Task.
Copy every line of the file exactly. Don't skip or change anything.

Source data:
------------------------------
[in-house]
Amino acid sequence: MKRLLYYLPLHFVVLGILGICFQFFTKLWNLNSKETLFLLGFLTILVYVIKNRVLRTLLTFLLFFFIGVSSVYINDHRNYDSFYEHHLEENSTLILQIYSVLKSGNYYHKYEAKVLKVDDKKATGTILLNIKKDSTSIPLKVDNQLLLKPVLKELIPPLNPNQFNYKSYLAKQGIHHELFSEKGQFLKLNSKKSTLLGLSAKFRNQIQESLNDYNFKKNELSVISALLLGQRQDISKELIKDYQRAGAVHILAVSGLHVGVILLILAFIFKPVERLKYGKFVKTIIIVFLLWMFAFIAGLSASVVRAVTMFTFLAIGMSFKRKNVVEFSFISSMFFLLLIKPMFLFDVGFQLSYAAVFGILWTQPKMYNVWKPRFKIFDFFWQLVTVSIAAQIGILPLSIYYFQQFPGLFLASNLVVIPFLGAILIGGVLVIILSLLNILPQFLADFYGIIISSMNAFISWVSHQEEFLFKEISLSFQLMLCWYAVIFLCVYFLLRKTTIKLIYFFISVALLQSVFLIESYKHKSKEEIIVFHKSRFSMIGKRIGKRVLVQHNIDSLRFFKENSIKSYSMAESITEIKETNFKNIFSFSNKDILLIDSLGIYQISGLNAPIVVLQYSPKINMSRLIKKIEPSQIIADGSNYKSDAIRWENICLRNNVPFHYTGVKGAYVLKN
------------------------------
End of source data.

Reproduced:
[in-house]
Amino acid sequence: MKRLLYYLPLHFVVLGILGICFQFFTKLWNLNSKETLFLLGFLTILVYVIKNRVLRTLLTFLLFFFIGVSSVYINDHRNYDSFYEHHLEENSTLILQIYSVLKSGNYYHKYEAKVLKVDDKKATGTILLNIKKDSTSIPLKVDNQLLLKPVLKELIPPLNPNQFNYKSYLAKQGIHHELFSEKGQFLKLNSKKSTLLGLSAKFRNQIQESLNDYNFKKNELSVISALLLGQRQDISKELIKDYQRAGAVHILAVSGLHVGVILLILAFIFKPVERLKYGKFVKTIIIVFLLWMFAFIAGLSASVVRAVTMFTFLAIGMSFKRKNVVEFSFISSMFFLLLIKPMFLFDVGFQLSYAAVFGILWTQPKMYNVWKPRFKIFDFFWQLVTVSIAAQIGILPLSIYYFQQFPGLFLASNLVVIPFLGAILIGGVLVIILSLLNILPQFLADFYGIIISSMNAFISWVSHQEEFLFKEISLSFQLMLCWYAVIFLCVYFLLRKTTIKLIYFFISVALLQSVFLIESYKHKSKEEIIVFHKSRFSMIGKRIGKRVLVQHNIDSLRFFKENSIKSYSMAESITEIKETNFKNIFSFSNKDILLIDSLGIYQISGLNAPIVVLQYSPKINMSRLIKKIEPSQIIADGSNYKSDAIRWENICLRNNVPFHYTGVKGAYVLKN